March 23, 2016
2 min read

More efforts needed to curb OTC cough, cold medicine use in young children

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Legislation mandating labels warning against the use of OTC cough and cold medicine among children younger than 6 years has resulted in only a modest decrease in parents turning to such treatments, and stronger measures may be required to further curb its practice, according to data published in the Canadian Journal of Public Health.

“[Cough and cold medications] are the leading cause of emergency department visits from adverse drug reactions, including allergic and neurologic complications,” Julie Degroot, MSc, from Saint Michael’s Hospital, at the University of Toronto, and colleagues wrote. “… In 2008, pharmaceutical manufacturers in the U.S. voluntarily relabeled OTC [cough and cold medications] to state that products should not be used in children younger than 4 years of age. In October 2009, Health Canada required manufacturers to relabel OTC [cough and cold medications] containing antihistamines, antitussives, expectorants and decongestants to indicate that the product should not be used for children younger than 6 years of age; the prohibition ‘Do not use this cough and cold product in children under 6 years of age’ must be included on the inner and outer labels of all products.”

To find whether the Canadian labeling requirements resulted in a decrease in OTC cough and cold medication use among young children who recently had a cough, cold or influenza, the researchers conducted an interrupted time series study. They used data from the “TARGet Kids!” practice-based research network in Toronto, and recruited 3,515 healthy children aged 1 to 5 years from 2008 to 2011. Of the recruited children, 1,072 had a cough, cold or influenza within the previous month and were chosen to participate in the study.

Parents answered standardized questionnaires, and the researchers compared the reported use of OTC cough and cold medications before and after the Oct. 1, 2009, change in Canadian labeling requirements, using time series analyses. In addition, they used a multivariate logistic regression to identify predictors of recent OTC cough and cold medication use.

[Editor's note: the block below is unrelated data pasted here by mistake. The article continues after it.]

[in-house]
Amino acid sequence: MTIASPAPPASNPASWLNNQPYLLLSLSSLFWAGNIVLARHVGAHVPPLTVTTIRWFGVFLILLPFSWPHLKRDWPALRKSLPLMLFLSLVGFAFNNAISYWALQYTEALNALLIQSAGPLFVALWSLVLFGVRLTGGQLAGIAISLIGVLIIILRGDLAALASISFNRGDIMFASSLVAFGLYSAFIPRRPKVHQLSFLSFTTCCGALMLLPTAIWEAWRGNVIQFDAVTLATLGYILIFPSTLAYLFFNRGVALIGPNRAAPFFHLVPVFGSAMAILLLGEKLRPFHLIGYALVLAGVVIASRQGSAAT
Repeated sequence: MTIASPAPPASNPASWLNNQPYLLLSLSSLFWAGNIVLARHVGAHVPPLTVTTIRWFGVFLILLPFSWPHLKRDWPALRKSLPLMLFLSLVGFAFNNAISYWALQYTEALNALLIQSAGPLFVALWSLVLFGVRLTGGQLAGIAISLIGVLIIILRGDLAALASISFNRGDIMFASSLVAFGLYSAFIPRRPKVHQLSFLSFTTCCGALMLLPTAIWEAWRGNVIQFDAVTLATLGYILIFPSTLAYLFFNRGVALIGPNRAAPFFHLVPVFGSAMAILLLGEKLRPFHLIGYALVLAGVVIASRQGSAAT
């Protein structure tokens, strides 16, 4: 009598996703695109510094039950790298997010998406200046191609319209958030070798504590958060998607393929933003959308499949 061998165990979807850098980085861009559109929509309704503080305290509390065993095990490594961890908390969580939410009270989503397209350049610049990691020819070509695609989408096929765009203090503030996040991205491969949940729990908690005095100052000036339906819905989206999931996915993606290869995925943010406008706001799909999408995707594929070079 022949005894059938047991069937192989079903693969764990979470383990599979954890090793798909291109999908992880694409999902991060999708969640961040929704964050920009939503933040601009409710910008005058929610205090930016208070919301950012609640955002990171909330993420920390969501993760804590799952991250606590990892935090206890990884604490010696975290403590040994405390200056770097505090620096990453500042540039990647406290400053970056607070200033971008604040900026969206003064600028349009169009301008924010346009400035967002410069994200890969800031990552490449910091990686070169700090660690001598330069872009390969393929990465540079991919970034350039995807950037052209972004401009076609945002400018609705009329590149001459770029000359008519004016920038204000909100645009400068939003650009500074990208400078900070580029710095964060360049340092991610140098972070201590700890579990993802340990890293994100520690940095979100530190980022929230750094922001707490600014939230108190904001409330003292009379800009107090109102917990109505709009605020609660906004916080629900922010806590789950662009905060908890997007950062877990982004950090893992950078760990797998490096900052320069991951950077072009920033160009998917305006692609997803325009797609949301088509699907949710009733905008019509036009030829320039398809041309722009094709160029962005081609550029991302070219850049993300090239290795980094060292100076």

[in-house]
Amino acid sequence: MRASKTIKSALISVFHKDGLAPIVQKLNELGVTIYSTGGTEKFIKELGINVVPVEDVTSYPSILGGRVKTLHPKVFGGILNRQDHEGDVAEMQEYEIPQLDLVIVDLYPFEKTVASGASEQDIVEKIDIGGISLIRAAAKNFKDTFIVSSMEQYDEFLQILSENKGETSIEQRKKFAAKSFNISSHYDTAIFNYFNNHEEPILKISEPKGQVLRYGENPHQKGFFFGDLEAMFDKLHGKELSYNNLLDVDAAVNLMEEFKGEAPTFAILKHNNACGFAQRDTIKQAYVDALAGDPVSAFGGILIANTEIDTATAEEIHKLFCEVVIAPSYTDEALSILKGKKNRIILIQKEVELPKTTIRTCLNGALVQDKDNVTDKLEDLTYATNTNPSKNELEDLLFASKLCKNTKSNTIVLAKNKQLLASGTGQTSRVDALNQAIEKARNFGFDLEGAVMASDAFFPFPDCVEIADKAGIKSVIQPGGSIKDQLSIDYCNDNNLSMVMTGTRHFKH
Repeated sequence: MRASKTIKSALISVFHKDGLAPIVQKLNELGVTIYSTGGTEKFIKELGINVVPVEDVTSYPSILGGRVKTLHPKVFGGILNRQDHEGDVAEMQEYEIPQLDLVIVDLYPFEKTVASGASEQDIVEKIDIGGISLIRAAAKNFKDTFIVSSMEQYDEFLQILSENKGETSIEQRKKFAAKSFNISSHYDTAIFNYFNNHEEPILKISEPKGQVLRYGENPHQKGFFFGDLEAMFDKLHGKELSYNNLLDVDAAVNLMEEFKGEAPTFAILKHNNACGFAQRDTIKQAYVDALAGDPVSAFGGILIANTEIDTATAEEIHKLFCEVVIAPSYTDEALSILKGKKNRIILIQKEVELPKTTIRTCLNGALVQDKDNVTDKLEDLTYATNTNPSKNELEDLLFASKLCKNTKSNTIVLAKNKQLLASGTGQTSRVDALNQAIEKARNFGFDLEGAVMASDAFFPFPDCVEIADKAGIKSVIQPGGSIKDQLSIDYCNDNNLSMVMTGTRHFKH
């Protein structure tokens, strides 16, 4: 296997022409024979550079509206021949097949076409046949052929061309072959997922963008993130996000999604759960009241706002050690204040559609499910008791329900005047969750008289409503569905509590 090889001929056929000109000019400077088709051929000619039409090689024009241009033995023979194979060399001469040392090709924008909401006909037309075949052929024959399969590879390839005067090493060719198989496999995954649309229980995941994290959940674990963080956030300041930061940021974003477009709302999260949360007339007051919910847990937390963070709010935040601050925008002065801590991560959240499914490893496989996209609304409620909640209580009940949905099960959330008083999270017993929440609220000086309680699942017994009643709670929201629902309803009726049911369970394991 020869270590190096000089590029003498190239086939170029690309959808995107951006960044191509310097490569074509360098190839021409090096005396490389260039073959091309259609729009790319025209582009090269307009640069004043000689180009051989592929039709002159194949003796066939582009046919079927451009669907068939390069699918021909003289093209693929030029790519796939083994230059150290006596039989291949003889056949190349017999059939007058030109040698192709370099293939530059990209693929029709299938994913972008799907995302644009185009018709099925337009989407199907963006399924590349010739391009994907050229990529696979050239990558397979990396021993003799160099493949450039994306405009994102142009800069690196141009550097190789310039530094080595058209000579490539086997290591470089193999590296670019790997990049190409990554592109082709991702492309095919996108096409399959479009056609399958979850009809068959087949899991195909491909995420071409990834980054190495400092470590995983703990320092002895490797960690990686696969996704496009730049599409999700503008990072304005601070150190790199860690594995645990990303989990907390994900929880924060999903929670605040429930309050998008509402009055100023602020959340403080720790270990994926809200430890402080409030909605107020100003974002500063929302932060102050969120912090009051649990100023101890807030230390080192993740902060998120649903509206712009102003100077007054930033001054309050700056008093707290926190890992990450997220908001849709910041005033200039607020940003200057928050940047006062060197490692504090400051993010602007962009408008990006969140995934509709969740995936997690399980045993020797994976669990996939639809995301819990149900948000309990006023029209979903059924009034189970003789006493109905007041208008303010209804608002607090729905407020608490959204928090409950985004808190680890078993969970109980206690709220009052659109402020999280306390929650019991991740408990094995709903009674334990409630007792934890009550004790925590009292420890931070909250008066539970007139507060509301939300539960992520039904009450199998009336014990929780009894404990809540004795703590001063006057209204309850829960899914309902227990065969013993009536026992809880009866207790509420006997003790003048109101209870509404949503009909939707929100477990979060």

According to the researchers, of the 1,072 children who had a cough, cold or influenza within the previous month, 20.7% had received OTC cough and cold medications for treatment. Overall, the rate of OTC cough and cold medication use among children younger than 6 years of age declined from 20.2% to 17.8% following the labeling change (P = .014). A maternal age of less than 35 years (OR = 1.49; 95% CI: 1.05-2.13) and having older siblings (OR = 1.65; 95% CI: 1.16-2.35) were independently associated with OTC cough and cold medication use.

“We have identified that a government mandated labeling standard had a small effect on curtailing OTC [cough and cold medication] use in children younger than 6 years of age,” Degroot and colleagues wrote. “Strong measures may be needed to curtail their use, such as more pronounced warning labels and keeping such products behind the pharmacy counter, to avoid inadvertent purchasing by parents of young children.”

Disclosure: Researcher Muhammad Mamdani, PharmD, MPH, reports being a consultant to Astra Zeneca, Bristol-Meyers Squibb, Glaxo Smith Kline, Hoffman LaRoche, Novartis and Pfizer. The other researchers report no relevant financial disclosures.